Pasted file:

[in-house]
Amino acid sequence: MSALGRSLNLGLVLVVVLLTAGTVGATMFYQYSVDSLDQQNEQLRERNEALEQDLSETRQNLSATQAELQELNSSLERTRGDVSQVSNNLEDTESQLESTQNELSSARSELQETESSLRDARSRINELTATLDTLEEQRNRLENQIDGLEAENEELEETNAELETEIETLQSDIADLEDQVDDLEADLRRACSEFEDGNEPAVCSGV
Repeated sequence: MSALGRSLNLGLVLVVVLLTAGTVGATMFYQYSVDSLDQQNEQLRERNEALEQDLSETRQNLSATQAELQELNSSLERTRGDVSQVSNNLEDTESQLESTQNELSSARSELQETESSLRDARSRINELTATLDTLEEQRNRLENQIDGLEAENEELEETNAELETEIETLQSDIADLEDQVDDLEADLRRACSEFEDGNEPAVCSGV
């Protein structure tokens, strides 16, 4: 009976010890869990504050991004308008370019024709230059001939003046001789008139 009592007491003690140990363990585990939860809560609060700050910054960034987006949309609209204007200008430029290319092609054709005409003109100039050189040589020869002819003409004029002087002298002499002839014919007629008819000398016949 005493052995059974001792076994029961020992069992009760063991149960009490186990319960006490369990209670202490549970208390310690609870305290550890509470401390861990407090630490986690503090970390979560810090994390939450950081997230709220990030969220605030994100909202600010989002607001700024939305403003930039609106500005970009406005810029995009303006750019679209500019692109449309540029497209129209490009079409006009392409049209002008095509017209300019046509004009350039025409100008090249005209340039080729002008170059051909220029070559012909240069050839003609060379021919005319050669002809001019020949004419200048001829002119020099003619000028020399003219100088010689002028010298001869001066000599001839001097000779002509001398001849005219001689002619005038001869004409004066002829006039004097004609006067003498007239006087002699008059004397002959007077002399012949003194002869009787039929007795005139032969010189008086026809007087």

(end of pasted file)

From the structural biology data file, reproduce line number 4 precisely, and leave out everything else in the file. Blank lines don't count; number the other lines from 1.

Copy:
């Protein structure tokens, strides 16, 4: 009976010890869990504050991004308008370019024709230059001939003046001789008139 009592007491003690140990363990585990939860809560609060700050910054960034987006949309609209204007200008430029290319092609054709005409003109100039050189040589020869002819003409004029002087002298002499002839014919007629008819000398016949 005493052995059974001792076994029961020992069992009760063991149960009490186990319960006490369990209670202490549970208390310690609870305290550890509470401390861990407090630490986690503090970390979560810090994390939450950081997230709220990030969220605030994100909202600010989002607001700024939305403003930039609106500005970009406005810029995009303006750019679209500019692109449309540029497209129209490009079409006009392409049209002008095509017209300019046509004009350039025409100008090249005209340039080729002008170059051909220029070559012909240069050839003609060379021919005319050669002809001019020949004419200048001829002119020099003619000028020399003219100088010689002028010298001869001066000599001839001097000779002509001398001849005219001689002619005038001869004409004066002829006039004097004609006067003498007239006087002699008059004397002959007077002399012949003194002869009787039929007795005139032969010189008086026809007087």